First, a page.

We gathered for yet another workshop, this time on the topic of Peer-Mediation. The workshop was initiated by centering the body and the mind for the upcoming  discussions; we did Power-Poses. Research shows that within 2 minutes of positioning yourself in a «powerful» pose,  cortisol decreases in our bodies, which is often responsible for causing stress, while testosterone rises. Our body-pose can effect our overall well-being when entering difficult situations.

Seen below: team member Martin and participants doing power-poses.

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We continued the workshop by asking the participants to think of 5 significant people in their social circles. Later we reflected on the common and different characteristics inhabited by the people they had listed. This sparked an interesting conversation about the people we choose to surround ourselves with. The exercise worked as a transition to a discussion on prejudices, and how to be aware of these factors inter-playing in our daily interactions with other people.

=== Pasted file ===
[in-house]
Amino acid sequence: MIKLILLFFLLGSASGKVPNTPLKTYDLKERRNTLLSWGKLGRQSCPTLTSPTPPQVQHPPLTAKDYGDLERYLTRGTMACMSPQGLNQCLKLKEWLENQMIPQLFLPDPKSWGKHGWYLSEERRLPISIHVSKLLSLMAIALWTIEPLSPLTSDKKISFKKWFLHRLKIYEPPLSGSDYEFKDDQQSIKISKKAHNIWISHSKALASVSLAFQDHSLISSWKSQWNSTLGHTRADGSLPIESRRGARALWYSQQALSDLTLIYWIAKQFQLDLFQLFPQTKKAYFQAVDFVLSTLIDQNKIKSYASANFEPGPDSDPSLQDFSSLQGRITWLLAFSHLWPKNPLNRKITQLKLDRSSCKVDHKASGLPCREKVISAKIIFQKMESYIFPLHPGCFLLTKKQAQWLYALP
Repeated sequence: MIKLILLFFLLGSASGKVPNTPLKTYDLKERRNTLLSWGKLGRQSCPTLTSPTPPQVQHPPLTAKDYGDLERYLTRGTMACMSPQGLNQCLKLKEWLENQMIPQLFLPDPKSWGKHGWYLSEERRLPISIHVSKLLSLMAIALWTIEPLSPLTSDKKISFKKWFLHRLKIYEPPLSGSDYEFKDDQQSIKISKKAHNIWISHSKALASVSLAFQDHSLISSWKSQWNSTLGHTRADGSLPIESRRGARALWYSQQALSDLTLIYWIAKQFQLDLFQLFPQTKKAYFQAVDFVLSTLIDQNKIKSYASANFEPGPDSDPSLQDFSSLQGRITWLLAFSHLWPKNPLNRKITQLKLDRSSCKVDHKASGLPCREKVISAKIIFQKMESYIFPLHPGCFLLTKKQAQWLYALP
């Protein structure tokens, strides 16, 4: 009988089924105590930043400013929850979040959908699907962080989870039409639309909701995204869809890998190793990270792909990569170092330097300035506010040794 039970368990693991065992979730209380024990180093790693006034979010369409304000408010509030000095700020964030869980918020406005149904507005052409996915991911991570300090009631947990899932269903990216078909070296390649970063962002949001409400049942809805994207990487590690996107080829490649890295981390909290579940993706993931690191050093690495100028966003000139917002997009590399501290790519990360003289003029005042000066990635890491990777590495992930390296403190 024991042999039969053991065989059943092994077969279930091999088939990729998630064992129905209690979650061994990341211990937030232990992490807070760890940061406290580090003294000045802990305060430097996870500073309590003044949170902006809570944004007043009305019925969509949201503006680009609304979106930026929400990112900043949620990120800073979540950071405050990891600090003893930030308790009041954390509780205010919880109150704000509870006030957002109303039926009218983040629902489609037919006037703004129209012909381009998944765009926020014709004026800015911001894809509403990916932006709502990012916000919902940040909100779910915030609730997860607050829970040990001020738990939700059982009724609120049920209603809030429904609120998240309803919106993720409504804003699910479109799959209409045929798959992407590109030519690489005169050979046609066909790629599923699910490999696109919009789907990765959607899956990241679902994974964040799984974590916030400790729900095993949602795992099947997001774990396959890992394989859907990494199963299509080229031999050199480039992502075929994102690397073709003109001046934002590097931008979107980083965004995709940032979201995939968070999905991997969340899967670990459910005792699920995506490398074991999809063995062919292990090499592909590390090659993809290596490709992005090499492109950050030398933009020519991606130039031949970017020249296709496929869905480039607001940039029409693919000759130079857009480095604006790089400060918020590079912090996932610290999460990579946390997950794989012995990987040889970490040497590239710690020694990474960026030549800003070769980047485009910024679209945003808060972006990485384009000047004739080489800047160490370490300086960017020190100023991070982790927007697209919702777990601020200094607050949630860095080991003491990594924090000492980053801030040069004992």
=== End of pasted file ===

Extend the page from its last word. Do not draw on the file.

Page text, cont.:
Seen below: Participants making lists of their social circles.

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Our team member Felix who is a psychologist, facilitated a session on mental health awareness. Starting with an exercise that asked the participants to position themselves in the room, according to their associations with the word «psychology.» One side of the room represented positive associations, the other side stood for negative. It inspired stories in people who came to Germany as refugees from Afghanistan and Syria. The participants spoke on the collective perception of mental health in their home countries, and their experiences with seeking and receiving mental health support here in Germany.

Seen below: Discussion about mental health.

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Second half of the workshop was focused on circling back to the introductory techniques of Peer-Mediation. The techniques were solidified by enacting a mediation of a dispute  in a role-play exercise.